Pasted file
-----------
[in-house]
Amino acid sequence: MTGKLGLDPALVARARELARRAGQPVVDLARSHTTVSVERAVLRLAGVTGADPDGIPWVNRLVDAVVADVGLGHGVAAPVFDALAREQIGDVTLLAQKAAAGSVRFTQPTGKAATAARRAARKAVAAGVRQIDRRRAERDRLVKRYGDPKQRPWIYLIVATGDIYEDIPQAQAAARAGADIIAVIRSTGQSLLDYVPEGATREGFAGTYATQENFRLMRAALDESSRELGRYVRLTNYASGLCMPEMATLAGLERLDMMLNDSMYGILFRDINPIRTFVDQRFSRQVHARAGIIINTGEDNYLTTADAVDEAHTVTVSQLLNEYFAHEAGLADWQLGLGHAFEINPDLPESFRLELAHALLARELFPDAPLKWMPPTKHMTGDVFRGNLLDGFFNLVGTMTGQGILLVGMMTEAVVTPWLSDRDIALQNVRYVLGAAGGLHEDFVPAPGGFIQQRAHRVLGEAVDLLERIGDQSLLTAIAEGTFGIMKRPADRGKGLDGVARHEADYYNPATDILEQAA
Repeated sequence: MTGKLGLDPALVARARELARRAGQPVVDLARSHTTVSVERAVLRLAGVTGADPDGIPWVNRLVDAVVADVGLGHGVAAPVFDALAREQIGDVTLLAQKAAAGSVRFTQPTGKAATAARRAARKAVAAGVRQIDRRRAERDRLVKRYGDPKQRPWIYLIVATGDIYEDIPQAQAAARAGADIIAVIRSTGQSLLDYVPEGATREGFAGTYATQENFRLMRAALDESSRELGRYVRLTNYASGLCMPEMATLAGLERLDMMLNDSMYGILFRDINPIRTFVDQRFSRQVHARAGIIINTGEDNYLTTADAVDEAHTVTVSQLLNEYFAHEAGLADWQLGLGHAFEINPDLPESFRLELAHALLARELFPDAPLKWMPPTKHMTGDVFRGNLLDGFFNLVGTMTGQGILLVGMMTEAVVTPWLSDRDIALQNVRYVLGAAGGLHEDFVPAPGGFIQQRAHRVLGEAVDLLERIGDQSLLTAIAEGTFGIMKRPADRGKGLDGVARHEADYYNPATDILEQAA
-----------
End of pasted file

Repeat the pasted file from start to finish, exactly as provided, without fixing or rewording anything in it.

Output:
[in-house]
Amino acid sequence: MTGKLGLDPALVARARELARRAGQPVVDLARSHTTVSVERAVLRLAGVTGADPDGIPWVNRLVDAVVADVGLGHGVAAPVFDALAREQIGDVTLLAQKAAAGSVRFTQPTGKAATAARRAARKAVAAGVRQIDRRRAERDRLVKRYGDPKQRPWIYLIVATGDIYEDIPQAQAAARAGADIIAVIRSTGQSLLDYVPEGATREGFAGTYATQENFRLMRAALDESSRELGRYVRLTNYASGLCMPEMATLAGLERLDMMLNDSMYGILFRDINPIRTFVDQRFSRQVHARAGIIINTGEDNYLTTADAVDEAHTVTVSQLLNEYFAHEAGLADWQLGLGHAFEINPDLPESFRLELAHALLARELFPDAPLKWMPPTKHMTGDVFRGNLLDGFFNLVGTMTGQGILLVGMMTEAVVTPWLSDRDIALQNVRYVLGAAGGLHEDFVPAPGGFIQQRAHRVLGEAVDLLERIGDQSLLTAIAEGTFGIMKRPADRGKGLDGVARHEADYYNPATDILEQAA
Repeated sequence: MTGKLGLDPALVARARELARRAGQPVVDLARSHTTVSVERAVLRLAGVTGADPDGIPWVNRLVDAVVADVGLGHGVAAPVFDALAREQIGDVTLLAQKAAAGSVRFTQPTGKAATAARRAARKAVAAGVRQIDRRRAERDRLVKRYGDPKQRPWIYLIVATGDIYEDIPQAQAAARAGADIIAVIRSTGQSLLDYVPEGATREGFAGTYATQENFRLMRAALDESSRELGRYVRLTNYASGLCMPEMATLAGLERLDMMLNDSMYGILFRDINPIRTFVDQRFSRQVHARAGIIINTGEDNYLTTADAVDEAHTVTVSQLLNEYFAHEAGLADWQLGLGHAFEINPDLPESFRLELAHALLARELFPDAPLKWMPPTKHMTGDVFRGNLLDGFFNLVGTMTGQGILLVGMMTEAVVTPWLSDRDIALQNVRYVLGAAGGLHEDFVPAPGGFIQQRAHRVLGEAVDLLERIGDQSLLTAIAEGTFGIMKRPADRGKGLDGVARHEADYYNPATDILEQAA